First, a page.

Infoscience

Thesis

Polar codes for channel and source coding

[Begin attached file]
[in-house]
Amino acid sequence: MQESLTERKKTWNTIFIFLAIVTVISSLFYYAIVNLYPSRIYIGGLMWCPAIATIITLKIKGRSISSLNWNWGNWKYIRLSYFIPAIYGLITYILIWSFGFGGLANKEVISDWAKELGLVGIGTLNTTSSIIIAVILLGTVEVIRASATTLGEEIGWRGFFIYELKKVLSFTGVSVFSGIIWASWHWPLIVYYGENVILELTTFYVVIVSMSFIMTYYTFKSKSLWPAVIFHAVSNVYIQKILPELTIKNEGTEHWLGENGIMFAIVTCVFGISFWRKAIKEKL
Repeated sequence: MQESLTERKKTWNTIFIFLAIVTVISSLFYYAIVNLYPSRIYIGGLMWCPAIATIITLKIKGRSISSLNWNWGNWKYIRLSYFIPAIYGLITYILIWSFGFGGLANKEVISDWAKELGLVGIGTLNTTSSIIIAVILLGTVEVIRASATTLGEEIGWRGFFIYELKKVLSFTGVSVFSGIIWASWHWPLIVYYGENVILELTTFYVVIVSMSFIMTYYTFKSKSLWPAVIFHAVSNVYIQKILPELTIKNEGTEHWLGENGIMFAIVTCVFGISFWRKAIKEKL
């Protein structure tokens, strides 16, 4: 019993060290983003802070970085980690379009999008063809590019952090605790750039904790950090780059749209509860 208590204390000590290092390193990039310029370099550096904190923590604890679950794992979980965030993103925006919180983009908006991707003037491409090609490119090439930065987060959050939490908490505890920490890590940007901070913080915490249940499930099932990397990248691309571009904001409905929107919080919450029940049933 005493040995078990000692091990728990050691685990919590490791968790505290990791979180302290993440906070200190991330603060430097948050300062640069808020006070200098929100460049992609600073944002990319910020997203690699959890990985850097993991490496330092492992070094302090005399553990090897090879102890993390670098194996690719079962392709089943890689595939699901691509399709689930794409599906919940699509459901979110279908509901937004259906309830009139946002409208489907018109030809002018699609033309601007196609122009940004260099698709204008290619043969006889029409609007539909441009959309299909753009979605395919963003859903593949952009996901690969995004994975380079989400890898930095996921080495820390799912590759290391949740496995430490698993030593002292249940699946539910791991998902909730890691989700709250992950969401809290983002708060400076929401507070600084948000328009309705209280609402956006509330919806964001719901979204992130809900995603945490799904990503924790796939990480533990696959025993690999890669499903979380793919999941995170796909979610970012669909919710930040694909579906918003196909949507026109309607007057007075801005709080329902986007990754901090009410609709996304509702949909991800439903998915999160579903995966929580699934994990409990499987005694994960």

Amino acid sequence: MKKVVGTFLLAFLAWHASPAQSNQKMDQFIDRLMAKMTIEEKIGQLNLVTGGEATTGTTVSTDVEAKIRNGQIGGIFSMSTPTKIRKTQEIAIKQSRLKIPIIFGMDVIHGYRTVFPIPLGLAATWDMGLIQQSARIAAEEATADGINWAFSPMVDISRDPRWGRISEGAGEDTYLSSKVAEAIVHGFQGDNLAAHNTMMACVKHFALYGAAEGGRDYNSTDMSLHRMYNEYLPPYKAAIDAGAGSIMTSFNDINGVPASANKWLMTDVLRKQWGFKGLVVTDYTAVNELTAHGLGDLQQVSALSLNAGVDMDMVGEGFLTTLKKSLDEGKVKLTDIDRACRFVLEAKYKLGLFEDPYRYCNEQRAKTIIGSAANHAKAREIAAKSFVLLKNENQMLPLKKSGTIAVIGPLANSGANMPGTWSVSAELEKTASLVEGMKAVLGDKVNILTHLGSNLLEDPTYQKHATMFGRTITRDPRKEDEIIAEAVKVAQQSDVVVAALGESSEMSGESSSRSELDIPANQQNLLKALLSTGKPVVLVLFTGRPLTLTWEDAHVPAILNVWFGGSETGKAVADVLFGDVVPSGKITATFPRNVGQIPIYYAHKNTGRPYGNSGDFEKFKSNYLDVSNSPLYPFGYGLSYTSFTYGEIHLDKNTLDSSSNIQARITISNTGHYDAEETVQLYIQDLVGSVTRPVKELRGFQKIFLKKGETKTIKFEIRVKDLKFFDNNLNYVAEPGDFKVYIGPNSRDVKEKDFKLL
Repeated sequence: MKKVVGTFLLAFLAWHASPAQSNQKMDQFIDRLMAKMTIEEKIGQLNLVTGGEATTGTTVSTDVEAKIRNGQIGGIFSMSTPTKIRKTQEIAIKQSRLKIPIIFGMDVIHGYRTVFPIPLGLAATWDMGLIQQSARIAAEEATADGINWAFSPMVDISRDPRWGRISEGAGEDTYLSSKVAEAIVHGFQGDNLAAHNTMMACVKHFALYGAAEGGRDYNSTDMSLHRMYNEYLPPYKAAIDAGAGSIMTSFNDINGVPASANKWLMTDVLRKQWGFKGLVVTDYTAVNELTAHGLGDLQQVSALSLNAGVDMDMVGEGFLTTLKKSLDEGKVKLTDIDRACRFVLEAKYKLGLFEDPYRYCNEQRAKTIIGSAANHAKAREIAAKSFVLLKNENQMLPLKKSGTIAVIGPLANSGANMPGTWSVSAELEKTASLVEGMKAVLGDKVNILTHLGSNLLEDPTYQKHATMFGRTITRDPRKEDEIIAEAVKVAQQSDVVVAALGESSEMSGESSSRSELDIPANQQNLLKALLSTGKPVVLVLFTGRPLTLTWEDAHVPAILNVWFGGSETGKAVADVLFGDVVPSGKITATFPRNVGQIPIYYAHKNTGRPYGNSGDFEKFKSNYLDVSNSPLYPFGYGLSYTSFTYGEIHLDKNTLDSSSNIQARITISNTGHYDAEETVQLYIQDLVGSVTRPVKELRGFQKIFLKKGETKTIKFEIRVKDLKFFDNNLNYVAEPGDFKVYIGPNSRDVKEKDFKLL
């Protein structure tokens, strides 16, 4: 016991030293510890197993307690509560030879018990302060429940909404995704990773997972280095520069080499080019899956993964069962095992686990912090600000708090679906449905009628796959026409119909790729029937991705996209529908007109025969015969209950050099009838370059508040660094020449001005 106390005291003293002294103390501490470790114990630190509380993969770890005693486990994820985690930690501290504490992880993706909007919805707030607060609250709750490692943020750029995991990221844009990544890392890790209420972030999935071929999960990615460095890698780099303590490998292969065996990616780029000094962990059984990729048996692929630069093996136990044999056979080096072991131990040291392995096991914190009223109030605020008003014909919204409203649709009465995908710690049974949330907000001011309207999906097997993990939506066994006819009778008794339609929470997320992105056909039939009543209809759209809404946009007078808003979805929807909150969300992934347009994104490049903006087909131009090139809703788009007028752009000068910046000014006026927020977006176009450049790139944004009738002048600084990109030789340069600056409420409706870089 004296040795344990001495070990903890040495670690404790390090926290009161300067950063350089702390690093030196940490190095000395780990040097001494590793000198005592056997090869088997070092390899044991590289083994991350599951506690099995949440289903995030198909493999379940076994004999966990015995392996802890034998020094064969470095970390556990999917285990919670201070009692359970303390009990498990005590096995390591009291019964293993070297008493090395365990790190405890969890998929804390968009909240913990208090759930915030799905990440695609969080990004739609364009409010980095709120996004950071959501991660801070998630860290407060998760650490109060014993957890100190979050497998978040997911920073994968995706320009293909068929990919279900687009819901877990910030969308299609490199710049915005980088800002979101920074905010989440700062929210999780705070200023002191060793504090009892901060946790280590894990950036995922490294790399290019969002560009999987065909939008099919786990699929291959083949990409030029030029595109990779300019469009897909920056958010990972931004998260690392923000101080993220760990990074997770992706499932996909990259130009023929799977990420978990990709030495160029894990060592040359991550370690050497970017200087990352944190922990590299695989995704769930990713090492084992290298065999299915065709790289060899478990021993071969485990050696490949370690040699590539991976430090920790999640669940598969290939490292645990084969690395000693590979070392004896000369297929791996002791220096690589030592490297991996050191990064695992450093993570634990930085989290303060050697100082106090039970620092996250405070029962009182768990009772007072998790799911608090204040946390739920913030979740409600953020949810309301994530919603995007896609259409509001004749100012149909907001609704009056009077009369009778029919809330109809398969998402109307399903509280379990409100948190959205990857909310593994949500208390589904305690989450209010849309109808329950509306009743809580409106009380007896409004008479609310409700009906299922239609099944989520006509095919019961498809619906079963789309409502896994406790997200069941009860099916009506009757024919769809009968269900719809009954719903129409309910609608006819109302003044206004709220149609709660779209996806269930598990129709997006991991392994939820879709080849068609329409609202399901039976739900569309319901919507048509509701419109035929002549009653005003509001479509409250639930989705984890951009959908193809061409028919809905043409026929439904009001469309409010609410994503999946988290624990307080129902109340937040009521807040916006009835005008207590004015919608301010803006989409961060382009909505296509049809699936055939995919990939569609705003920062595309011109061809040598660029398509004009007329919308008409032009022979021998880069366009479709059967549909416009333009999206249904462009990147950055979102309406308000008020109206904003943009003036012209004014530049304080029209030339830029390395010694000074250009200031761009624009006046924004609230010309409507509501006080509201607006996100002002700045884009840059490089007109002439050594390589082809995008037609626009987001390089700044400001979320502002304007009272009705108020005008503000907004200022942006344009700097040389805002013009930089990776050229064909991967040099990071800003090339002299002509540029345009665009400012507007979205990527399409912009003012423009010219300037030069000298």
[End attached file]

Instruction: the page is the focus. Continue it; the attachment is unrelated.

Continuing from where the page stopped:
The two central topics of information theory are the compression and the transmission of data. Shannon, in his seminal work, formalized both these problems and determined their fundamental limits. Since then the main goal of coding theory has been to find practical schemes that approach these limits. Polar codes, recently invented by Arikan, are the first "practical" codes that are known to achieve the capacity for a large class of channels. Their code construction is based on a phenomenon called "channel polarization". The encoding as well as the decoding operation of polar codes can be implemented with O(N log N) complexity, where N is the blocklength of the code. We show that polar codes are suitable not only for channel coding but also achieve optimal performance for several other important problems in information theory. The first problem we consider is lossy source compression. We construct polar codes that asymptotically approach Shannon's rate-distortion bound for a large class of sources. We achieve this performance by designing polar codes according to the "test channel", which naturally appears in Shannon's formulation of the rate-distortion function. The encoding operation combines the successive cancellation algorithm of Arikan with a crucial new ingredient called "randomized rounding". As for channel coding, both the encoding as well as the decoding operation can be implemented with O(N log N) complexity. This is the first known "practical" scheme that approaches the optimal rate-distortion trade-off. We also construct polar codes that achieve the optimal performance for the Wyner-Ziv and the Gelfand-Pinsker problems. Both these problems can be tackled using "nested" codes and polar codes are naturally suited for this purpose. We further show that polar codes achieve the capacity of asymmetric channels, multi-terminal scenarios like multiple access channels, and degraded broadcast channels. For each of these problems, our constructions are the first known "practical" schemes that approach the optimal performance. The original polar codes of Arikan achieve a block error probability decaying exponentially in the square root of the block length. For source coding, the gap between the achieved distortion and the limiting distortion also vanishes exponentially in the square root of the blocklength. We explore other polar-like code constructions with better rates of decay. With this generalization, we show that close to exponential decays can be obtained for both channel and source coding. The new constructions mimic the recursive construction of Arikan and, hence, they inherit the same encoding and decoding complexity. We also propose algorithms based on message-passing to improve the finite length performance of polar codes. In the final two chapters of this thesis we address two important problems in graphical models related to communications. The first problem is in the area of low-density parity-check codes (LDPC). For practical lengths, LDPC codes using message-passing decoding are still the codes to beat. The current analysis, using density evolution, evaluates the performance of these algorithms on a tree. The tree assumption corresponds to using an infinite length code. But in practice, the codes are of finite length. We analyze the message-passing algorithms for this scenario. The absence of tree assumption introduces correlations between various messages. We show that despite this correlation, the prediction of the tree analysis is accurate. The second problem we consider is related to code division multiple access (CDMA) communication using random spreading. The current analysis mainly focuses on the information theoretic limits, i.e., using Gaussian input distribution. However in practice we use modulation schemes like binary phase-shift keying (BPSK), which is far from being Gaussian. The effects of the modulation scheme cannot be analyzed using traditional tools which are based on spectrum of large random matrices. We follow a new approach using tools developed for random spin systems in statistical mechanics. We prove a tight upper bound on the capacity of the system when the user input is BPSK. We also show that the capacity depends only on the power of the spreading sequences and is independent of their exact distribution.

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